The fear of failure is failing women

Sanjana Ranganathan, Opinions Editor

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Living in Silicon Valley has provided me with an abundance of female role models. From women like Sheryl Sandberg (COO of Facebook), who break the glass ceiling on the daily, to powerful and empowering organizations such as Girls Who Code, I find the pinnacles of female empowerment within 30 miles of my home. I am lucky to witness the power of females and the constant changing of social norms that are beginning to define this decade. 

So it struck me as odd when on the third day of school, three of my friends taking AP Computer Science began sharing their observations. Just one week into school the difference between the number of girls and boys was already evident. I remember one of my friends distinctly saying that each lab table only had one female student in the group of four. 

I was surprised. I knew of course that gender equality was not completely achieved. But I did not expect the gender gap to be this prominent, especially at the high school level.

Needless to say, not all women who choose not to take academically rigorous STEM programs are conforming to fears of failure. While many women may truly prefer another area of study more, or appreciate lower levels of competition, there is still a very significant statistical difference between the number of men and woman too high of one to dismiss the unequal gender ratio as simply differences in preference.

This phenomenon is well documented. The gender gap in competitive classes is specifically widened in STEM fields where women measure what ‘success’ is at a higher standard than men. Sherry Correl from Stanford University has dubbed this the stereotype effect; when women believe they are competing in an industry or environment where stereotypes have placed them as inferior to their male counterparts, they hold themselves to a higher standard.

Cristal Glangchai corroborates this in Quartz magazine when she documents her observations at an undergraduate entrepreneurship course at Trinity University. While the course featured an equal number of male and female students, Glangchai noticed that women rarely spoke up without being called on. Societal norms and stereotypes have ingrained in females the idea that being a female in a STEM field means they are an exception. She concludes that as a result, females in these areas, especially successful ones, feel out of place.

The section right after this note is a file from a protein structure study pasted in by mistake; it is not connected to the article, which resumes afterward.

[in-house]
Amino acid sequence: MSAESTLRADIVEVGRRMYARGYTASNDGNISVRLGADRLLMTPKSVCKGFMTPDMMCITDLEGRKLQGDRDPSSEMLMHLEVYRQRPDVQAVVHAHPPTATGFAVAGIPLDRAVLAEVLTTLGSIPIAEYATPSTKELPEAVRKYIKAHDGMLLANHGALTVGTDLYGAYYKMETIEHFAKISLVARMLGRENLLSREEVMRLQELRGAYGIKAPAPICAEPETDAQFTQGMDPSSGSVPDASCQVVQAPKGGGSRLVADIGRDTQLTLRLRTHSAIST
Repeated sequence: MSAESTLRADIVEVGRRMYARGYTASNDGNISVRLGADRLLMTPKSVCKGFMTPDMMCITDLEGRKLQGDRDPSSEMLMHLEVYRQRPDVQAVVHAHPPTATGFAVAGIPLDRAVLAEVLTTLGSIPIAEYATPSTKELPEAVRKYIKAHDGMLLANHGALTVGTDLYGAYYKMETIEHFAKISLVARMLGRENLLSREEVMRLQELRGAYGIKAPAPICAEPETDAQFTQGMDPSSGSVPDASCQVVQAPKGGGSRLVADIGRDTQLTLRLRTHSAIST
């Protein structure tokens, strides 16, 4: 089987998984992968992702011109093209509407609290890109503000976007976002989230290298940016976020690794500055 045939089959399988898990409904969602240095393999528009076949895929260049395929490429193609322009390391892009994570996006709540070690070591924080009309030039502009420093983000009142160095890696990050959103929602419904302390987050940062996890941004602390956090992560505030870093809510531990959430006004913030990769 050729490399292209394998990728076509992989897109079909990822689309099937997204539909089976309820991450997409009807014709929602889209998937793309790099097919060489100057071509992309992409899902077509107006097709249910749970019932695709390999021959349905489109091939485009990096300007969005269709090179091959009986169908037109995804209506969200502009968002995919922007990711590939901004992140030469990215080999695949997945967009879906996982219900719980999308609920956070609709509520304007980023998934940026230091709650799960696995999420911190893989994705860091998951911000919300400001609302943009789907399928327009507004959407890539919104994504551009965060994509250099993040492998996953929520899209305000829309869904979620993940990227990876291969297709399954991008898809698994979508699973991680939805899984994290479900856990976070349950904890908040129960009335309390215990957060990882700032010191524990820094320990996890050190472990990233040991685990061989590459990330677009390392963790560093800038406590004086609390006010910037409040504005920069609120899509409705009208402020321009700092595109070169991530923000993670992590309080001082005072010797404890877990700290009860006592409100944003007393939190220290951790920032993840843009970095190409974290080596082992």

Any setback only confirms the biases they are taught to believe and increases the chance they quit in the face of the first hurdle. And by feeling like an exception, they ultimately hold themselves to higher standards as well. 

This is clear in Harvard University researcher Claudia Goldin’s research as to why the ratio of men to women in higher-level economics programs was at an astounding 3:1. She found that women who received a B were half as likely to continue than women who received an A. On the other hand, men who earned a B were just as likely to continue as men who earned an A.

Females dropping out of advanced courses creates a positive feedback loop: seeing fewer females in these classes disincentivizes future females from taking it, which in turn furthers the cycle. Additionally, seeing fewer women strengthens the stereotype effect as well, providing visual evidence that contributes to greater fear and the idea of being the ‘exception’. 

Of course, this isn’t to say that all males are fearless and willing to brave all failures in their way. Failure in itself likely affects both males and females at equal rates, but the implications it has and the reaction it garners differs drastically between genders.

But the root of this issue comes far before women ever reach the workplace or higher education. The creation of this fixed mindset begins in the classroom and at home, boiling down to the feedback and rhetoric that women are exposed to from a young age. 

In a recent study, Professors Edward L. Deci and Richard M. Ryan note the differences in how girls and boys are raised. Girls specifically are taught to value obedience and pleasing others, thus placing a higher value on the feedback of authority figures, such as teachers and parents. Carol Dweck, a Stanford psychology professor, corroborates this, finding that the difference in expectations means boys end up acting out more in the classroom, thereby experiencing increased criticism from a younger age.

A lack of exposure to criticism results in lower resilience among women. When women are socialized to comply, they lose the opportunity to build their own sense of identity, and pushing through setbacks becomes that much more difficult. This ultimately translates to fewer females in higher management positions and academically rigorous programs. 

While many women choose to limit occupational advancement, either to satisfy personal goals or societal pressure, conformist attitudes brought on by the fear of failure is still a defining factor in female advancement. 

It is our job as members of society to acknowledge these differences. Calling attention to the inherent differences that start as young as high school is needed to remind our educators, parents, and other influential figures on the long-lasting impact of their own biases and words. Here at DVHS is where we have the most potential. Recognizing the disparities in our own community and shifting our rhetoric to overcome them has the ability to reverse and break these cycles. Most importantly, we must teach women to embrace failure, grow from it, and eventually, overcome it.

 

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